KDWPT / KDWPT Info / News / News Archive / 2011 Weekly News / 2/17/11 / BUSSONE NAMED WILDLIFE OFFICER OF THE YEAR

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BUSSONE NAMED WILDLIFE OFFICER OF THE YEAR

BUSSONE NAMED WILDLIFE OFFICER OF THE YEAR

Compassion, dedication puts officer in elite company
PRATT — Kansas Department of Wildlife and Parks (KDWP) natural resource officer Jim Bussone, Arma, has been honored with the Shikar-Safari Club International Wildlife Officer of the Year award. Bussone received the award in recognition of efforts above and beyond activities normally associated with game wardens.

In nominating Bussone for the award, Region 5 Law Enforcement Lieutenant Keith Rather said, "Year after year, Officer Bussone completes two or more times what is required of him. He organizes and participates in hunter education classes, Becoming and Outdoors-Woman events, and Women On Target shooting skills events. To date, 245 women have been through his region’s Women On Target program. Plus, he’s designed and presented programs to help women and young mothers identify poisonous plants, snakes, and spiders, with the goal of learning how to live with wildlife.”

Rather describes one incident that displays Bussone’s character, compassion, and willingness to help people while protecting the state’s natural resources.

“One night during deer season, Officer Bussone saw a flash of light in some trees. He turned a corner, and his headlights revealed a little boy standing at the side of the road. The boy disappeared into the ditch, so Jim drove to that location and lit up the area. In a field entrance was a small truck, and in front of the truck was a man with a small doe deer, no bigger than 80 pounds on the hoof. Jim asked the guy what he was doing besides killing deer. The guy told Jim that his family and kids were hungry. When asked for his license and permits, the guy told Jim he didn’t have any and told a story about being laid off, his wife being laid off and pregnant, having five kids and no utilities, and having no money and being at the end of his rope.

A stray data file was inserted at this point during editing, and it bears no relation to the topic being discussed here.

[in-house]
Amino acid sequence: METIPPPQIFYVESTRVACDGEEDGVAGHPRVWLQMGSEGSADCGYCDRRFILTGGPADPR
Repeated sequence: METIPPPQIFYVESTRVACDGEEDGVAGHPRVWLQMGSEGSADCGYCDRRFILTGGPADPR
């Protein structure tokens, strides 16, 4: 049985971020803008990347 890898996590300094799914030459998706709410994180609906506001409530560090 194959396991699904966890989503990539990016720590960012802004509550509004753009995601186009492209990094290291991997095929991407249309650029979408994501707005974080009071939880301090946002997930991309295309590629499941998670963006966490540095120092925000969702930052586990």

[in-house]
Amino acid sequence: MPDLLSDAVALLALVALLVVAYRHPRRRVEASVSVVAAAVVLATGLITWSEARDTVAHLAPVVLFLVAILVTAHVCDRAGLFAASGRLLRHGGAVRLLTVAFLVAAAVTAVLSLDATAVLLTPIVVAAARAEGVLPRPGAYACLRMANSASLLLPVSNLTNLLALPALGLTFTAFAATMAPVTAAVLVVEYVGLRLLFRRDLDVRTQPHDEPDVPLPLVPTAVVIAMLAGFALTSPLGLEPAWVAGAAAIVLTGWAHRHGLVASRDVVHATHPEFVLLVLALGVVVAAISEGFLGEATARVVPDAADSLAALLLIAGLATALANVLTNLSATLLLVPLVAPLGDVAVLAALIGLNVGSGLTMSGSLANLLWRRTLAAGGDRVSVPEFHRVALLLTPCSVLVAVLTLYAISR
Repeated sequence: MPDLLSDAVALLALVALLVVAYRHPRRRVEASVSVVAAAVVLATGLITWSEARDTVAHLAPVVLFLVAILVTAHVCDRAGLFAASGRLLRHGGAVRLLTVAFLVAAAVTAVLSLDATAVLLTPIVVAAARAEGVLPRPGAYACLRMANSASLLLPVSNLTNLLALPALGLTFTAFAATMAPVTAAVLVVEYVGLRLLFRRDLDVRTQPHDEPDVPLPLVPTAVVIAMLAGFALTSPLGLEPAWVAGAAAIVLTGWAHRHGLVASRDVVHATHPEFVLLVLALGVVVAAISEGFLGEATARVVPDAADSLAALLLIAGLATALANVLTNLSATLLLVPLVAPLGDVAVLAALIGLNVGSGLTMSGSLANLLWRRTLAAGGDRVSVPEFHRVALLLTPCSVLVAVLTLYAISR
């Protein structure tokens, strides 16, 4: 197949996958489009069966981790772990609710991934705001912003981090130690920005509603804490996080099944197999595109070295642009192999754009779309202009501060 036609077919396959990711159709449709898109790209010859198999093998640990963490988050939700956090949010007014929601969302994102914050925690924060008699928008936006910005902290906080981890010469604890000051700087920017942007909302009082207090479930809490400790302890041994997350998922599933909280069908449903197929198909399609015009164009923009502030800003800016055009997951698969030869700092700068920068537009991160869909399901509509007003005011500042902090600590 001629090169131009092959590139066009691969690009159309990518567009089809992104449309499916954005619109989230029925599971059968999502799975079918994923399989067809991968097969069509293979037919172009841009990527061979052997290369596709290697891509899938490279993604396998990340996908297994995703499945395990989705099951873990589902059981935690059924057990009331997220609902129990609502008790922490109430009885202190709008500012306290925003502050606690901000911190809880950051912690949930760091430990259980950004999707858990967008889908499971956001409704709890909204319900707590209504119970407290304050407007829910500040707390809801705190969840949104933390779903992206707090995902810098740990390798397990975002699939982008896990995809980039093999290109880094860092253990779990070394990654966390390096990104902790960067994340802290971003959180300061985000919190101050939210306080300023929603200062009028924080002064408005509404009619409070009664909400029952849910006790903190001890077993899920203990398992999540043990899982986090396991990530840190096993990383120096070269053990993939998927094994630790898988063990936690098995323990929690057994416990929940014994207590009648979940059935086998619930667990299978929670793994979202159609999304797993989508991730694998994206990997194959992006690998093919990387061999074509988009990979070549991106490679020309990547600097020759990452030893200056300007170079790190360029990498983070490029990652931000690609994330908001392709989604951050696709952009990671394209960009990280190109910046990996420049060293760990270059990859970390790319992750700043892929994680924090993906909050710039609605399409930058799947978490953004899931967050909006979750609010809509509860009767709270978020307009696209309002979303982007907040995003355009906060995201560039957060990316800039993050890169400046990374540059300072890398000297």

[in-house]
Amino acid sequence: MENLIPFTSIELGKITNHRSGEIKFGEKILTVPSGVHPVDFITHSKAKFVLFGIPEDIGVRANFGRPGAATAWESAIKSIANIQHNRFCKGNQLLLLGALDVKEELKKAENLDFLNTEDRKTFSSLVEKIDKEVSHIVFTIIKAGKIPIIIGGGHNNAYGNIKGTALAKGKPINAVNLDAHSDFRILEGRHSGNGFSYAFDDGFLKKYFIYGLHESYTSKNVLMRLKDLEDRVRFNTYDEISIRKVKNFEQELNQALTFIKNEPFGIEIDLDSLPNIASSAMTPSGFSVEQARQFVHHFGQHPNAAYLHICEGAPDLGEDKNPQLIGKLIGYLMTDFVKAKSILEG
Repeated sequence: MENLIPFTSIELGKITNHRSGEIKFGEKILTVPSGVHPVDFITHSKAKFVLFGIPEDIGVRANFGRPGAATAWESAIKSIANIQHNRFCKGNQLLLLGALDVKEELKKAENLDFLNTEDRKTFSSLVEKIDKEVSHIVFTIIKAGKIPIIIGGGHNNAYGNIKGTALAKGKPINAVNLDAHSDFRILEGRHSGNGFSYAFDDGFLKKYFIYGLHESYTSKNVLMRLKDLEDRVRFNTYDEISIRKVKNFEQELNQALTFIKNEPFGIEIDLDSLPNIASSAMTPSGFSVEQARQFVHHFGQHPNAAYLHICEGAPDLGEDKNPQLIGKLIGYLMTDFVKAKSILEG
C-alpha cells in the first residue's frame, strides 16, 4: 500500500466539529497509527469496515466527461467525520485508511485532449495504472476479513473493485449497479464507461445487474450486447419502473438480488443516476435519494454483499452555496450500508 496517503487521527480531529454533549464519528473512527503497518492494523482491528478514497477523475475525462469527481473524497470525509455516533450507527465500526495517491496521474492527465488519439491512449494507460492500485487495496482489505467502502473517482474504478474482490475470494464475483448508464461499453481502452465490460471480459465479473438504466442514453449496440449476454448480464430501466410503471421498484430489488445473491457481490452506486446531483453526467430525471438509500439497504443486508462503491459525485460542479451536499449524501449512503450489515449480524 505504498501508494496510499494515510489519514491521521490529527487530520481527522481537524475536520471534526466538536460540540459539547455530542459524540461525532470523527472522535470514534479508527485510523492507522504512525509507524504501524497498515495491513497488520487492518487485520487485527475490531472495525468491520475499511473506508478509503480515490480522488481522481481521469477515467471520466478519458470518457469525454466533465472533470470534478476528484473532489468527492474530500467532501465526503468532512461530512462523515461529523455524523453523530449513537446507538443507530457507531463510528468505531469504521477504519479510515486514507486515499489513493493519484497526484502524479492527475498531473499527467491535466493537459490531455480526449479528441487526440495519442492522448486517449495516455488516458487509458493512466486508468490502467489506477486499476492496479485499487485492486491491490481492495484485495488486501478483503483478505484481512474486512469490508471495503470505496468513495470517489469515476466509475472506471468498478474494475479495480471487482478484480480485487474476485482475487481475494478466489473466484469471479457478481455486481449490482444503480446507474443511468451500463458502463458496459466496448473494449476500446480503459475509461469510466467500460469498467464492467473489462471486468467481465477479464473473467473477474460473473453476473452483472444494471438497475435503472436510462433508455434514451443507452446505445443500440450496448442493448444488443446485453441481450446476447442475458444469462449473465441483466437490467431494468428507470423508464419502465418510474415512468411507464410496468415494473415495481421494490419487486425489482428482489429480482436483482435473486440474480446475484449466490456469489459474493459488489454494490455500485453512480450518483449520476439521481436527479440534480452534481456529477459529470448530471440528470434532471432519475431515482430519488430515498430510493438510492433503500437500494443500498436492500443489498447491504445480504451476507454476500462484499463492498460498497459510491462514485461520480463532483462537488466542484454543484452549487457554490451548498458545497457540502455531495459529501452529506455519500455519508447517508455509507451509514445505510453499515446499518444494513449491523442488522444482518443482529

“After loading the deer and writing a ticket, Jim followed the guy to his house. It was a shambles, inside and out. There were no lights, and a wood stove was heating the house.

“Jim talked with some local people and learned that the guy was caught in a bad spot, but his pride wouldn’t let the people around make him a welfare case. Jim had some deer meat that had been seized earlier in the season and had been released for disposal, so he took a box of meat to the guy. Jim told him to never poach again but that if he was in a jam to let him know, and he would help him get deer meat. Later, Jim asked some local waterfowl hunters if they would bring the man some ducks or geese, which they did.”

And Bussone’s assistance didn’t stop with food.

“Jim asked several people to see if they could help the man find a job,” Rather explained, “and he soon had one and paid his ticket. When Jim saw the man after the incident, he shook Jim’s hand and apologized. Jim had sent a message that he was there to help just as much or more than to write tickets and take people to jail.”

Each year, Shikar-Safari honors one officer that each state believes has done the most outstanding job in enforcement of their game laws, protection of wildlife, and implementation of conservation programs. The group also provides a $20,000 death benefit for all recipients of Wildlife Officer of the Year award killed in the line of duty.

Formed in 1952, the Shikar-Safari Club International was formed as a social hunting organization but soon recognized its potential to contribute to conservation efforts. In 1973, the Shikar-Safari International Foundation was formed to raise money for various conservation efforts throughout the world.
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